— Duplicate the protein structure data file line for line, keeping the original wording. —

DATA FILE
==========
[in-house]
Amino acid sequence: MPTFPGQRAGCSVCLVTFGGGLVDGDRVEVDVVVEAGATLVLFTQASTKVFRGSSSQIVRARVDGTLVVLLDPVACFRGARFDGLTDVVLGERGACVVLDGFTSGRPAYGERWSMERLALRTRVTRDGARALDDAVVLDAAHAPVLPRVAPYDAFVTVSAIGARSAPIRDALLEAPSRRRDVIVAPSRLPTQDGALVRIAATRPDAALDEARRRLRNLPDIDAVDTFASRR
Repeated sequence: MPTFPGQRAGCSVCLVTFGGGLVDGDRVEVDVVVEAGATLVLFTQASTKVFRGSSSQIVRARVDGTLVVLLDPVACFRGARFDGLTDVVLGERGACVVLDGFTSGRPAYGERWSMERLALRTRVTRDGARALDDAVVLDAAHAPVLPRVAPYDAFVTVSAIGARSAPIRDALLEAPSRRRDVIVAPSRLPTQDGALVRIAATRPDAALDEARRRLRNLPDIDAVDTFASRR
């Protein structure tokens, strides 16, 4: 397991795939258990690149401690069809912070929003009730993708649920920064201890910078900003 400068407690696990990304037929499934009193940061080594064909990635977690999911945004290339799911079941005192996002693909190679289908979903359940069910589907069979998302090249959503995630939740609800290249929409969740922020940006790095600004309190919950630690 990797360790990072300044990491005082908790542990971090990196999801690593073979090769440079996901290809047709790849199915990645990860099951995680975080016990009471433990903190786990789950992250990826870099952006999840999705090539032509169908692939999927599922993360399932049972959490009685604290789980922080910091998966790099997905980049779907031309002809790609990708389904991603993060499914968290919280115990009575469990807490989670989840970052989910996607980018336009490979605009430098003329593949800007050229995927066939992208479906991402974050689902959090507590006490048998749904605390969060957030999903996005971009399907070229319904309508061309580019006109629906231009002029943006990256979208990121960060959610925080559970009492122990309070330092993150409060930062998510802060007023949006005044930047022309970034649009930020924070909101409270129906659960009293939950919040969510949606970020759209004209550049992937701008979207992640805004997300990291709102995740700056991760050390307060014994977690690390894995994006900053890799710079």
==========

[in-house]
Amino acid sequence: MPTFPGQRAGCSVCLVTFGGGLVDGDRVEVDVVVEAGATLVLFTQASTKVFRGSSSQIVRARVDGTLVVLLDPVACFRGARFDGLTDVVLGERGACVVLDGFTSGRPAYGERWSMERLALRTRVTRDGARALDDAVVLDAAHAPVLPRVAPYDAFVTVSAIGARSAPIRDALLEAPSRRRDVIVAPSRLPTQDGALVRIAATRPDAALDEARRRLRNLPDIDAVDTFASRR
Repeated sequence: MPTFPGQRAGCSVCLVTFGGGLVDGDRVEVDVVVEAGATLVLFTQASTKVFRGSSSQIVRARVDGTLVVLLDPVACFRGARFDGLTDVVLGERGACVVLDGFTSGRPAYGERWSMERLALRTRVTRDGARALDDAVVLDAAHAPVLPRVAPYDAFVTVSAIGARSAPIRDALLEAPSRRRDVIVAPSRLPTQDGALVRIAATRPDAALDEARRRLRNLPDIDAVDTFASRR
């Protein structure tokens, strides 16, 4: 397991795939258990690149401690069809912070929003009730993708649920920064201890910078900003 400068407690696990990304037929499934009193940061080594064909990635977690999911945004290339799911079941005192996002693909190679289908979903359940069910589907069979998302090249959503995630939740609800290249929409969740922020940006790095600004309190919950630690 990797360790990072300044990491005082908790542990971090990196999801690593073979090769440079996901290809047709790849199915990645990860099951995680975080016990009471433990903190786990789950992250990826870099952006999840999705090539032509169908692939999927599922993360399932049972959490009685604290789980922080910091998966790099997905980049779907031309002809790609990708389904991603993060499914968290919280115990009575469990807490989670989840970052989910996607980018336009490979605009430098003329593949800007050229995927066939992208479906991402974050689902959090507590006490048998749904605390969060957030999903996005971009399907070229319904309508061309580019006109629906231009002029943006990256979208990121960060959610925080559970009492122990309070330092993150409060930062998510802060007023949006005044930047022309970034649009930020924070909101409270129906659960009293939950919040969510949606970020759209004209550049992937701008979207992640805004997300990291709102995740700056991760050390307060014994977690690390894995994006900053890799710079």